The real problem is much deeper than just adding attributes to your HTML - this is common security concern, that's why people invented hardware keys and other crazy things for security.
Imagine you have autocomplete="off" perfectly working in all browsers. Would that help with security? Of course, no. Users will write down their passwords in textbooks, on stickers attached to their monitor where every office visitor can see them, save them to text files on the desktop and so on.
Generally, web application and web developer isn't responsible in any way for end-user security. End-users can protect themselves only. Ideally, they MUST keep all passwords in their head and use password reset functionality (or contact administrator) in case they forgot it. Otherwise there always will be a risk that password can be seen and stolen somehow.
So either you have some crazy security policy with hardware keys (like, some banks offer for Internet-banking which basically employs two-factor authentication) or NO SECURITY basically. Well, this is a bit over exaggerated of course. It's important to understand what are you trying to protect against:
- Not authorised access. Simplest login form is enough basically. There sometimes additional measures taken like random security questions, CAPTCHAs, password hardening etc.
- Credential sniffing. HTTPS is A MUST if people access your web application from public Wi-Fi hotspots etc. Mention that even having HTTPS, your users need to change their passwords regularly.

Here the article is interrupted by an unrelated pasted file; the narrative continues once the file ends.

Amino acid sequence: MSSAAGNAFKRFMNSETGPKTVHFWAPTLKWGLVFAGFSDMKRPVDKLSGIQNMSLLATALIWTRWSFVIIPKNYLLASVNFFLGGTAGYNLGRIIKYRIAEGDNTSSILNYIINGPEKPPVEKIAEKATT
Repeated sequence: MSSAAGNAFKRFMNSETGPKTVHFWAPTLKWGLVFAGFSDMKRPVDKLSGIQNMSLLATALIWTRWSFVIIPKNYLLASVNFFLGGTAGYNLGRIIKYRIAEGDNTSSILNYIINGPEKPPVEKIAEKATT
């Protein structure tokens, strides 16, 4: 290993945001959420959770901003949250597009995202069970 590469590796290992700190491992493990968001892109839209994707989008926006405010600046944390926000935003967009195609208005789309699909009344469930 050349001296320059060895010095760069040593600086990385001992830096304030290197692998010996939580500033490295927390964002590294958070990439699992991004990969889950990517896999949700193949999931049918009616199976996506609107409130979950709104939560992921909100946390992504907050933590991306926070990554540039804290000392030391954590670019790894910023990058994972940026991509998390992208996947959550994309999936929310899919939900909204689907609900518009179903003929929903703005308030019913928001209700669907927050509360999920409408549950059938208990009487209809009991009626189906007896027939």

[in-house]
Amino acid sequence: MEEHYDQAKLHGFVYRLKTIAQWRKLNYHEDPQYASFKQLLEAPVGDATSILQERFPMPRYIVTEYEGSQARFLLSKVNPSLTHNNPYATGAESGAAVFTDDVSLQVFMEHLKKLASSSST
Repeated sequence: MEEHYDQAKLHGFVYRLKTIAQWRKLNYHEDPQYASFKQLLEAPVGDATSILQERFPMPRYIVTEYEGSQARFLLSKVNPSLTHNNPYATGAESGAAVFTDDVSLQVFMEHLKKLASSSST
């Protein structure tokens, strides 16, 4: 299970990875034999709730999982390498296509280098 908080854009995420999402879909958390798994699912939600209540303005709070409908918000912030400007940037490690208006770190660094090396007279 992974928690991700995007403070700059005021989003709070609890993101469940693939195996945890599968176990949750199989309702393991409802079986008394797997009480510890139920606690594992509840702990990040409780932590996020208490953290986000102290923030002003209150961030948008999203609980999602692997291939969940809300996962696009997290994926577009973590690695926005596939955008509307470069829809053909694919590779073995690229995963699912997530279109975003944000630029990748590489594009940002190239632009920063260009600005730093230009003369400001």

- Insider attack. There are two many examples of such, starting from simple stealing of your passwords from browser or those that you have written down somewhere on the desk (does not require any IT skills) and ending with session forging and intercepting local network traffic (even encrypted) and further accessing web application just like it was another end-user.
In this particular post, I can see inadequate requirements put on developer which he will never be able to resolve due to the nature of the problem - end-user security. My subjective point is that developer should basically say NO and point on requirement problem rather than wasting time on such tasks, honestly. This does not absolutely make your system more secure, it will rather lead to the cases with stickers on monitors. Unfortunately, some bosses hear only what they want to hear. However, if I was you I would try to explain where the actual problem is coming from, and that autocomplete="off" would not resolve it unless it will force users to keep all their passwords exclusively in their head! Developer on his end cannot protect users completely, users need to know how to use system and at the same time do not expose their sensitive/secure information and this goes far beyond authentication.